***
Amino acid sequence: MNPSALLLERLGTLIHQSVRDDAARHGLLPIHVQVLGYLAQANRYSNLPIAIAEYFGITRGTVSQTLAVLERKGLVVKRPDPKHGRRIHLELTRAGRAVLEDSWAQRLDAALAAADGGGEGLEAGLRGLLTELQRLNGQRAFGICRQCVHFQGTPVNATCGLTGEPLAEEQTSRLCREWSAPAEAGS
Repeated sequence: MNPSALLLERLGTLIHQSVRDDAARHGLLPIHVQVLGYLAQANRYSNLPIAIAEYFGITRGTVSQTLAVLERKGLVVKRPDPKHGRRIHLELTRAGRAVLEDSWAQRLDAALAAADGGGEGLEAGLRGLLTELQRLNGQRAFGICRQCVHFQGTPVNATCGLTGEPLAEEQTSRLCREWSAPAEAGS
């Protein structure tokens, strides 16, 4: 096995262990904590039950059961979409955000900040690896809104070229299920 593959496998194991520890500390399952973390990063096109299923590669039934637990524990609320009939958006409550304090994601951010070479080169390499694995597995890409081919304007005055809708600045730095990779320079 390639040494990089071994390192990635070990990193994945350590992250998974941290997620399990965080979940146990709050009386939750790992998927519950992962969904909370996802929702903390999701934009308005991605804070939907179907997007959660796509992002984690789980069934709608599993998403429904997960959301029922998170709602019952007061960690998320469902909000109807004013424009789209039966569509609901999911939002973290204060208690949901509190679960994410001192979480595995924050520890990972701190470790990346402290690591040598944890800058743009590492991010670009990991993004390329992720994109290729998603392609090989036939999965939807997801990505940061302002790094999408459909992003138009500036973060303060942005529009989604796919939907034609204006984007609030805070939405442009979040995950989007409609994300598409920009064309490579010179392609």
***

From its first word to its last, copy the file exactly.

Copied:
Amino acid sequence: MNPSALLLERLGTLIHQSVRDDAARHGLLPIHVQVLGYLAQANRYSNLPIAIAEYFGITRGTVSQTLAVLERKGLVVKRPDPKHGRRIHLELTRAGRAVLEDSWAQRLDAALAAADGGGEGLEAGLRGLLTELQRLNGQRAFGICRQCVHFQGTPVNATCGLTGEPLAEEQTSRLCREWSAPAEAGS
Repeated sequence: MNPSALLLERLGTLIHQSVRDDAARHGLLPIHVQVLGYLAQANRYSNLPIAIAEYFGITRGTVSQTLAVLERKGLVVKRPDPKHGRRIHLELTRAGRAVLEDSWAQRLDAALAAADGGGEGLEAGLRGLLTELQRLNGQRAFGICRQCVHFQGTPVNATCGLTGEPLAEEQTSRLCREWSAPAEAGS
């Protein structure tokens, strides 16, 4: 096995262990904590039950059961979409955000900040690896809104070229299920 593959496998194991520890500390399952973390990063096109299923590669039934637990524990609320009939958006409550304090994601951010070479080169390499694995597995890409081919304007005055809708600045730095990779320079 390639040494990089071994390192990635070990990193994945350590992250998974941290997620399990965080979940146990709050009386939750790992998927519950992962969904909370996802929702903390999701934009308005991605804070939907179907997007959660796509992002984690789980069934709608599993998403429904997960959301029922998170709602019952007061960690998320469902909000109807004013424009789209039966569509609901999911939002973290204060208690949901509190679960994410001192979480595995924050520890990972701190470790990346402290690591040598944890800058743009590492991010670009990991993004390329992720994109290729998603392609090989036939999965939807997801990505940061302002790094999408459909992003138009500036973060303060942005529009989604796919939907034609204006984007609030805070939405442009979040995950989007409609994300598409920009064309490579010179392609």